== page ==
But on another note... I feel bad for people coming out with that much debt. If everything goes as planned il be going to my state school and my parents pay for living cost and il end up with about 120k in debt when I'm done with dental school. If I had to go to a different school and had 300k+ in student debt I would go the military route in a heart beat.
Yeah, I would be fine.
:laugh:this exchange is funny on both sides IMO. (even funnier before the reference to mom's dress removed)

Funny enough, the living expenses provided for the rest of us peasants are 21,500 per year with the student loan route (little less than 1800/month). This is an expensive state, though.

Yeah, its poverty. But in the long run by the time I am done at 39 years old, the idea of making a decent salary (finally!) in a respectable profession is great motivation. I've been living in poverty pretty much the last 15 years after marriage, kids, and having chosen a horrible, horrible profession the first time.
 

Bereno

Smoking Monkey
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Where I live 1600 post tax is very doable/middle class. My logic in not giving to a retirement account is that 6.8% interest would wipe out any 1-3% gain.

Bereno, point taken. It is aggressive; but, I feel like the 4 year time frame is a good goal. The loan payment numbers were calculated by the same on line calculator Bobby referenced.
Well, I still don't get the same numbers - it doesn't really matter at this point lol. :)

What makes it a good goal? (I'm genuinely curious) I would write down the pros and cons of paying off that fast. For me there would be some pretty large cons. Namely a lack of emergency fund, a lack of developing working capital, a substantial delay in the ability to buy a practice, a delay in potential income growth (from the delaying the purchase of a practice), and a delay in the ability to buy a house. The only good thing about paying it off that early is that you pay less on the loan, which might seem great but I don't see it as all that valuable. Especially when pitted up against the cost of doing so lol. Why not hit these loans harder a few years in your career when you have a bit more to income hit them with? Now that I have gone off on a mini tangent, these are MY cons, not yours. If you value paying off your loan that much, then you will certainly weight it higher than me lol. :thumbup:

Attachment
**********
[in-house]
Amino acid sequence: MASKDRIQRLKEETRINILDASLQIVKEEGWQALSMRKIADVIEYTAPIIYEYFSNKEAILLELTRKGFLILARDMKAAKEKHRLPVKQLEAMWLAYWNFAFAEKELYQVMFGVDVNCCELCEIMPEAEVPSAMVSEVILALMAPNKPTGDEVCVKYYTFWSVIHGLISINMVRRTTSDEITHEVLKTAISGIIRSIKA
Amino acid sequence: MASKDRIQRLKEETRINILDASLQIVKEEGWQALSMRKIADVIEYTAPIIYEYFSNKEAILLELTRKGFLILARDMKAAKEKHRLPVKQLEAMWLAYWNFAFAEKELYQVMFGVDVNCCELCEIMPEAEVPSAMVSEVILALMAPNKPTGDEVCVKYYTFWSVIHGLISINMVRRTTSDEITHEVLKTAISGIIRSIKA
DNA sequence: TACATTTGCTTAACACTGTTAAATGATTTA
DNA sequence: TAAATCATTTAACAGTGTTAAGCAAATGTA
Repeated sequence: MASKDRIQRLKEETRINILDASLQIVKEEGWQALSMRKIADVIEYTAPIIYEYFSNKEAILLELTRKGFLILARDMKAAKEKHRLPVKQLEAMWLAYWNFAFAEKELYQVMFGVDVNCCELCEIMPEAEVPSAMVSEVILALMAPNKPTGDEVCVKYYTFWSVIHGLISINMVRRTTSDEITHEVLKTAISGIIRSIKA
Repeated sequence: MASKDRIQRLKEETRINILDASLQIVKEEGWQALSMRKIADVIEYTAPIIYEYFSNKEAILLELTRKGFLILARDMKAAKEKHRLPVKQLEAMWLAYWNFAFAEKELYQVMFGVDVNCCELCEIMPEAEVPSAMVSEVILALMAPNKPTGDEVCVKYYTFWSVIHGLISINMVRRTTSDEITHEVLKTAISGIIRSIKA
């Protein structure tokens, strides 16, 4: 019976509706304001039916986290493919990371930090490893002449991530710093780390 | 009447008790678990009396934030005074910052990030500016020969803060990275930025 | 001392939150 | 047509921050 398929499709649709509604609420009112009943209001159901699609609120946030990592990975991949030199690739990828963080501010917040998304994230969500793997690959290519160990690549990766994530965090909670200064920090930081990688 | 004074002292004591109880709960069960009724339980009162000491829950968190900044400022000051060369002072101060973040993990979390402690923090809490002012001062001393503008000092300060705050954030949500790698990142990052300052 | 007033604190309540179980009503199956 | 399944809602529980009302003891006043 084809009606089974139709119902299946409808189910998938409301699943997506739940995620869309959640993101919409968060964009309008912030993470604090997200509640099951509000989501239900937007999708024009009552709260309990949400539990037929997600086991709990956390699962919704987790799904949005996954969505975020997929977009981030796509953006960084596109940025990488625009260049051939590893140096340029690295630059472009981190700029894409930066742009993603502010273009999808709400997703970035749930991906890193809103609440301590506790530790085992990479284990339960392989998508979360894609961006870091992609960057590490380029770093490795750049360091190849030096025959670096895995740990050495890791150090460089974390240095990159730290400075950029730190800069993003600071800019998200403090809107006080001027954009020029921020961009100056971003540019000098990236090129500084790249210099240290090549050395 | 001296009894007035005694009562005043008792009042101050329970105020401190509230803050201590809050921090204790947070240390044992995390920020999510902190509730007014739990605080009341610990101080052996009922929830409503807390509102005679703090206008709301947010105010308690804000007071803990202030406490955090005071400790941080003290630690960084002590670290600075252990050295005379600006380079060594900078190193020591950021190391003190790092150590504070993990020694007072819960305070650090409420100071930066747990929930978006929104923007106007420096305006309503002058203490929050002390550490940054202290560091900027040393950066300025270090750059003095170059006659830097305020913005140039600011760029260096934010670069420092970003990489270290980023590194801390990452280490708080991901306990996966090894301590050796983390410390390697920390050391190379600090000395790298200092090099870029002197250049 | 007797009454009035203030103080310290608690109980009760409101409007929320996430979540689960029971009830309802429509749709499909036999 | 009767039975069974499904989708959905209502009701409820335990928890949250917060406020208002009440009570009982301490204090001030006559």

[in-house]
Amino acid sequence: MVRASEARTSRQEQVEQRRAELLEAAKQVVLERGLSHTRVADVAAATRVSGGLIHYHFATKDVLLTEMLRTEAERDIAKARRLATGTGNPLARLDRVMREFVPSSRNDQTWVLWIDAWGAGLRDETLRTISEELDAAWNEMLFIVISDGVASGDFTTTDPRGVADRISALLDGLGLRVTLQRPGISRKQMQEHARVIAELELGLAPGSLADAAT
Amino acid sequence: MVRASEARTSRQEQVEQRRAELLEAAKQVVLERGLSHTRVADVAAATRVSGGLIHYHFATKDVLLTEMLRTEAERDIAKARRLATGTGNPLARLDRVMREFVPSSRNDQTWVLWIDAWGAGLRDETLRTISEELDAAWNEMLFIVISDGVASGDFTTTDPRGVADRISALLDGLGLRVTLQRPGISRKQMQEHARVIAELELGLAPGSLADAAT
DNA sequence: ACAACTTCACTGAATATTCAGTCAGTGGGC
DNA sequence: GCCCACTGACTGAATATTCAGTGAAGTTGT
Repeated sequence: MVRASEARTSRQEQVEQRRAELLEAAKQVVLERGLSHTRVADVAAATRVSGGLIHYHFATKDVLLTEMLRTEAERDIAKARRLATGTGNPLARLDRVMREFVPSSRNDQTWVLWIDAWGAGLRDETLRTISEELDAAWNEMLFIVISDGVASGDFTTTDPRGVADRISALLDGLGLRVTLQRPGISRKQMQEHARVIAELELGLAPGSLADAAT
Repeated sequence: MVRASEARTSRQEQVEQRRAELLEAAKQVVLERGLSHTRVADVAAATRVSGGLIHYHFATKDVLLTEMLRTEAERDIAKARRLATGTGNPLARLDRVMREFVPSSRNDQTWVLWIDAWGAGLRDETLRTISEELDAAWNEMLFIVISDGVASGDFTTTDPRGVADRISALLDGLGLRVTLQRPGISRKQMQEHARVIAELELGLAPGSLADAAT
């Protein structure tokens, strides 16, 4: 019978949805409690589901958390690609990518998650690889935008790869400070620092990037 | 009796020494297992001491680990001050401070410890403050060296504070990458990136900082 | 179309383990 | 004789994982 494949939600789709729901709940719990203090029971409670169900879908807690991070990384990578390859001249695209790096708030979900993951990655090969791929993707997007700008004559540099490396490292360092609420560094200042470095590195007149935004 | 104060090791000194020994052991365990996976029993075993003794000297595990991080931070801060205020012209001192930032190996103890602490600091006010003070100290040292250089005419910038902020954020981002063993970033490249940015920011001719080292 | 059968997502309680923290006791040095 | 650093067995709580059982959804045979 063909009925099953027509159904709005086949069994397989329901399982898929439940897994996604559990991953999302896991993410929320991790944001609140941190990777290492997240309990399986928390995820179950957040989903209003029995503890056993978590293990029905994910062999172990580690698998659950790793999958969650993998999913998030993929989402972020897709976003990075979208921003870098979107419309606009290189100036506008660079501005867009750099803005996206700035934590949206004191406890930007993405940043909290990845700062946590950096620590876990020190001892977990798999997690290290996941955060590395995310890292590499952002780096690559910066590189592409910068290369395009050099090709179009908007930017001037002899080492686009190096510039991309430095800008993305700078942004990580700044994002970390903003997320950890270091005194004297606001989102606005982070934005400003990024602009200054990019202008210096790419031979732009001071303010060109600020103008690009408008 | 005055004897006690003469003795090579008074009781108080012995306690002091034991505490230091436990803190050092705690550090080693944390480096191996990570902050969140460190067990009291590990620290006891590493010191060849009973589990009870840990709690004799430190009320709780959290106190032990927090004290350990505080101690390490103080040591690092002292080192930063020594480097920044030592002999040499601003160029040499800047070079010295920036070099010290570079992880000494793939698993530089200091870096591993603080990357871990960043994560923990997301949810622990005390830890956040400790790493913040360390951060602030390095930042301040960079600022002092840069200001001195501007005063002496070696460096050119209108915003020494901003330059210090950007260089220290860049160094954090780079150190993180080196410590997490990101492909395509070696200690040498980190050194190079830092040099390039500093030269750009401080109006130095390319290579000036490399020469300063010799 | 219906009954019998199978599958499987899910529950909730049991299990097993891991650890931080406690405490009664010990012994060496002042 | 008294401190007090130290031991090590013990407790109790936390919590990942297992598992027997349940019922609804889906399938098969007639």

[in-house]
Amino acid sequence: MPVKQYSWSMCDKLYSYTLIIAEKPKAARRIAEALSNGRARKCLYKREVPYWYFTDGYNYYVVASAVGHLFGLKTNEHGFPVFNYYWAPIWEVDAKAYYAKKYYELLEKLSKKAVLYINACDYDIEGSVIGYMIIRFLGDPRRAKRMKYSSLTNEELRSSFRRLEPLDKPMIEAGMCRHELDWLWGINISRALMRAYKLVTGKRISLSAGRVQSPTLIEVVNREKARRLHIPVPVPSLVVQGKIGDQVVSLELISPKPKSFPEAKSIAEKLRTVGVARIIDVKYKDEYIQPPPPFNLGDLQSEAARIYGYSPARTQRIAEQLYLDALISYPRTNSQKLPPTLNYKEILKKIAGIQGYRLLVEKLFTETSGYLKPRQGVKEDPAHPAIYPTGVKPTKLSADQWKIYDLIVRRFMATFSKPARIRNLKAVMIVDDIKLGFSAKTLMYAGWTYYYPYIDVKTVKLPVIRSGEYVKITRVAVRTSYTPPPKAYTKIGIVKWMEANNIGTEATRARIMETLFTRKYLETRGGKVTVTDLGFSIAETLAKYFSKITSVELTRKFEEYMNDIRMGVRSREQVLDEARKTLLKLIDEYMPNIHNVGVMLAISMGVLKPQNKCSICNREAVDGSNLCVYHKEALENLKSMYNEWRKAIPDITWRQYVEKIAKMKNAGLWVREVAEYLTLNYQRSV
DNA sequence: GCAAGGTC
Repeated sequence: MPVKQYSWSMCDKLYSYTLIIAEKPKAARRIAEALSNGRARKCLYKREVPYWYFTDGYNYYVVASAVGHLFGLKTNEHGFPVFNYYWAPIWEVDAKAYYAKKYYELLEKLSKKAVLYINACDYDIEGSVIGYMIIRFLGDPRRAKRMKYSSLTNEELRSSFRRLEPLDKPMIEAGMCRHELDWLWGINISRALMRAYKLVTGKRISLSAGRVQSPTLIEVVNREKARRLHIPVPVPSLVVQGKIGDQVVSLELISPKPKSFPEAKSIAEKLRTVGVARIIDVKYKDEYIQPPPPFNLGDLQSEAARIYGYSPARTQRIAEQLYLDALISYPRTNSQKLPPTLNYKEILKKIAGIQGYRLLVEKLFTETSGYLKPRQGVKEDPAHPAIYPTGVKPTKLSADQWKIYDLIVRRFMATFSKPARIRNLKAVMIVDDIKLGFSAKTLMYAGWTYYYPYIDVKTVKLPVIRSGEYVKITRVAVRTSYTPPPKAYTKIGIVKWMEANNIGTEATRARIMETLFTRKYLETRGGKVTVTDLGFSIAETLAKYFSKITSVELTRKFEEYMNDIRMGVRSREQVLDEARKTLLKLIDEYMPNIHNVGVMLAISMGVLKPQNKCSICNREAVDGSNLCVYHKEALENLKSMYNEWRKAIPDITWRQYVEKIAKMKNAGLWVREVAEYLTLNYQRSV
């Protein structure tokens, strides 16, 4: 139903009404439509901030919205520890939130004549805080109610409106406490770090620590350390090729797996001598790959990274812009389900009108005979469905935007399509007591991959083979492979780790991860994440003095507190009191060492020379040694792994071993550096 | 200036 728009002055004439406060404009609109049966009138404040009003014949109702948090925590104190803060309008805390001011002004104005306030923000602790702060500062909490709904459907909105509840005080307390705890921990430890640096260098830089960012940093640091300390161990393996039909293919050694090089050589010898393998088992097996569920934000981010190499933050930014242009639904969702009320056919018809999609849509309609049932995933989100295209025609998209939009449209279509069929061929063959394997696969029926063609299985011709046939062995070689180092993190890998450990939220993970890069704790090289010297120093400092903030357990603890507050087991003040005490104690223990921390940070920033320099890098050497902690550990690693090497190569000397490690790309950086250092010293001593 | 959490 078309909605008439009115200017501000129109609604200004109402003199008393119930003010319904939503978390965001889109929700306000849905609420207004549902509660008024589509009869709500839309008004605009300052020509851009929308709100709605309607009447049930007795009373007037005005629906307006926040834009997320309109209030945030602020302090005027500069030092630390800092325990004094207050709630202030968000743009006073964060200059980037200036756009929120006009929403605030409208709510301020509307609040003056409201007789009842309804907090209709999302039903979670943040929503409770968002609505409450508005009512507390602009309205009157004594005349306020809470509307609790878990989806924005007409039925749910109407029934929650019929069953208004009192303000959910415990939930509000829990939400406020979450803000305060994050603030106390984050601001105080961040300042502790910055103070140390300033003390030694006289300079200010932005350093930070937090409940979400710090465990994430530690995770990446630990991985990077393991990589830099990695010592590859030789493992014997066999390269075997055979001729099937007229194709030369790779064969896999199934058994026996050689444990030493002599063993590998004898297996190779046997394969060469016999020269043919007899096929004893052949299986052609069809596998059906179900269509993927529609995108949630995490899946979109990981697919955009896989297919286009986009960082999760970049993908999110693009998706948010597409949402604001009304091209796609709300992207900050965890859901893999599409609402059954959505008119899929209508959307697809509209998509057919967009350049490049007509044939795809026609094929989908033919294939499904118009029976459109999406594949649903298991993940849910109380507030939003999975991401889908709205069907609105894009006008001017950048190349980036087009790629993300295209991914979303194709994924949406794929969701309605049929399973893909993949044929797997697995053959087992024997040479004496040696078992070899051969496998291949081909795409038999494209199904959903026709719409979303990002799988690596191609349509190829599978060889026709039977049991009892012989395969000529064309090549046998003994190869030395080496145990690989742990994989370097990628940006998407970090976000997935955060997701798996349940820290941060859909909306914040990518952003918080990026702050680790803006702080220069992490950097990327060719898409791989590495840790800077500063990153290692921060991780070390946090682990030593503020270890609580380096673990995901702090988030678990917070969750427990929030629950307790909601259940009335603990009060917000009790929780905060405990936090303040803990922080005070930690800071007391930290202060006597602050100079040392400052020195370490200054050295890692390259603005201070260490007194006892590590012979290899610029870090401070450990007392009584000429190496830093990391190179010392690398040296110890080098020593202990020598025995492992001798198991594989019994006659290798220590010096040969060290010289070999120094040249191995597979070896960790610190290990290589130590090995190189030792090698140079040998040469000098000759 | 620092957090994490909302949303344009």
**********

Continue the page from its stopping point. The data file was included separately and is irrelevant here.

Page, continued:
Jul 21, 2012
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All of these posts assume that all of us getting out of dental school are going to be ALONE!

For those of us that will have assistance from a spouse/partner (with a job)... aggressive loan repayments are not bad at all.

Yes, if you plan on going to USC (as an example), getting out and trying to live alone in North Hollywood and starting your own practice with no spouse or other income... You will probably find repayment difficult. however, if you are smart about choosing a school, finding a cost efficient place to start your business (if that is what you choose to do) and you have another source of income (even a small income), you should be MORE THAN FINE.
 

Bereno

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All of these posts assume that all of us getting out of dental school are going to be ALONE! (not really... my posts are aimed at balancing your cash flows of which a spouse's income would add to. If you have the cash flows to pay off your loan more aggressively, then by all means, do!)

For those of us that will have assistance from a spouse/partner (with a job)... aggressive loan repayments are not bad at all.

Yes, if you plan on going to USC (as an example), getting out and trying to live alone in North Hollywood and starting your own practice with no spouse or other income... You will probably find repayment difficult. however, if you are smart about choosing a school (this can be difficult for those many applicants that are only accepted to expensive schools), finding a cost efficient place to start your business (this is also fairly difficult to do as well as being somewhat reliant upon luck)(if that is what you choose to do) and you have another source of income (there will be quite a few single dental grads that will not have this to rely) (even a small income), you should be MORE THAN FINE.
My responses are in red. I hear what you are saying, of which is all true. However, all of these scenarios are not likely to befall the majority of newly graduated dentists, and thus still presents itself as a concern to those who are not as financially savvy. Good input though :)
 

Blake1e

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May 18, 2012
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why would you want to do this? what are you doing to feed an interest-bearing retirement account?

where do you plan on living, while living on $1600/mo?
Considering the gov will eventually just raid the retirement funds (like they did in Spain and Argentina) putting money for retirement is a bad idea, at least for now. Just like hyperinflation occurred after the collapse of the Soviet Union the same will happen here in socialist America and that will render your savings into a small fraction of its original worth.